Va. Man Triumphs Against Realtors

By Brigid Schulte
Washington Post Staff Writer
Wednesday, August 24, 2005

In the first case of its kind, the Alexandria Human Rights Commission unanimously agreed Monday night that Long & Foster Real Estate Co. discriminated against a single gay man who wanted to buy a home in a quiet, tree-lined neighborhood.

Instead, the house went to a young married couple, who continue to own it.

The commission cited the McLean-based real estate company for discriminating against Lawrence Cummings, 52, because of his marital status or his sexual orientation. The basis for its decision won't be made public for 30 days.

Long & Foster could be required to pay up to $5,000 in fines to the city of Alexandria.

Cummings has already paid thousands of dollars in attorney's fees since he learned that his offer on the house in the Beverly Forest area had been rejected in February 2004.

"It is for the cause. For the principle," he said. "I don't believe you can discriminate against someone for their martial status or sexual preference and be able to get away with it."

Cummings's case file reads at times like a soap opera, examining in detail the emotional state of the seller, who for 40 years had lived in the house, built by her father. It includes the record of an exhaustive public hearing in July, which lasted until 1 a.m., and the view of one person that the sale had really come down to which buyer liked the curtains made from an old wedding dress better.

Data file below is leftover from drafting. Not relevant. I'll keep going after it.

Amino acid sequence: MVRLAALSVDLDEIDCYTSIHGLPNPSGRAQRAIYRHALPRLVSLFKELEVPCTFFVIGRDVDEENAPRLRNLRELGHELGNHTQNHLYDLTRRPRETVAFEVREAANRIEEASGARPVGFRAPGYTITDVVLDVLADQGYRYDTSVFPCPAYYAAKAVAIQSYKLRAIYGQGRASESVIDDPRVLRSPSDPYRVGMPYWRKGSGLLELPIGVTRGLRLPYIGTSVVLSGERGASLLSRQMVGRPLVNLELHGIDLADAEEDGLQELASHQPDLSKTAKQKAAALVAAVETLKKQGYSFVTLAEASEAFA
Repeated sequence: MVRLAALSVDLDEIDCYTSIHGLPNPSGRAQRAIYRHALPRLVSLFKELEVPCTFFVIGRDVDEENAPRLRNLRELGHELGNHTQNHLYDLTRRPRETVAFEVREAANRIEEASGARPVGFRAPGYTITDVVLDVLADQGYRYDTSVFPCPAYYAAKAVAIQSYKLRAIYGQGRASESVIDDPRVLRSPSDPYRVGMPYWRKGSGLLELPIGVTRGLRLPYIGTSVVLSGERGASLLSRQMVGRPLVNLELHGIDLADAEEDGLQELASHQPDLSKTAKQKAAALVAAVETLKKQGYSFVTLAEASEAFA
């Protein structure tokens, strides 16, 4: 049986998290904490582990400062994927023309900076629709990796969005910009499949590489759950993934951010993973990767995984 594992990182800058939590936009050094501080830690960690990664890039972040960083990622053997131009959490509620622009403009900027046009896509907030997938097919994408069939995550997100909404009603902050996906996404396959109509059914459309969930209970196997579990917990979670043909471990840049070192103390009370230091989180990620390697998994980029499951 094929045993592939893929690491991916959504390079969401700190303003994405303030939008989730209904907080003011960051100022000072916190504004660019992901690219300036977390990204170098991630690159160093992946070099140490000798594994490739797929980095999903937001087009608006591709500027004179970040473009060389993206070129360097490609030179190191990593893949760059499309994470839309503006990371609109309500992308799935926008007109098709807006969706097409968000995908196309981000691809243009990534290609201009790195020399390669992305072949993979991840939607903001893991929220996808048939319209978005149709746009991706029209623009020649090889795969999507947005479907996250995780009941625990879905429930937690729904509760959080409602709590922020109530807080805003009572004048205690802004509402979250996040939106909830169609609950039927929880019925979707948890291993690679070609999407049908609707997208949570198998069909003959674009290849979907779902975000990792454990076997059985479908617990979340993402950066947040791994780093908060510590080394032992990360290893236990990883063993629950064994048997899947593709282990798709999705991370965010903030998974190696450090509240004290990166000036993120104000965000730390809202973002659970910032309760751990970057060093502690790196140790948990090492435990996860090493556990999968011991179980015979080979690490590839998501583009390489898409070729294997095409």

Even the unanimous commission decision, rendered Monday about 9:30 after a closed session, added to the sense of drama.

Commissioners on Monday announced that Long & Foster had violated the city's human rights code. But they declined to say how, or whether it was because Cummings was single or gay.

"It's one or the other or both," said Commission Chairman Matt Harris. "It's not neither."

In February 2004, Cummings and his partner had already made offers on six houses and were getting tired of looking. When he saw the ranch-style house on Pullman Lane on a Saturday, he thought he had found what he was looking for. "I thought, 'Oooooh, cute,' " he explained. He met the sellers briefly and made an offer for the asking price -- $555,000 -- that same day.

"I thought surely I was going to get this house," he said.


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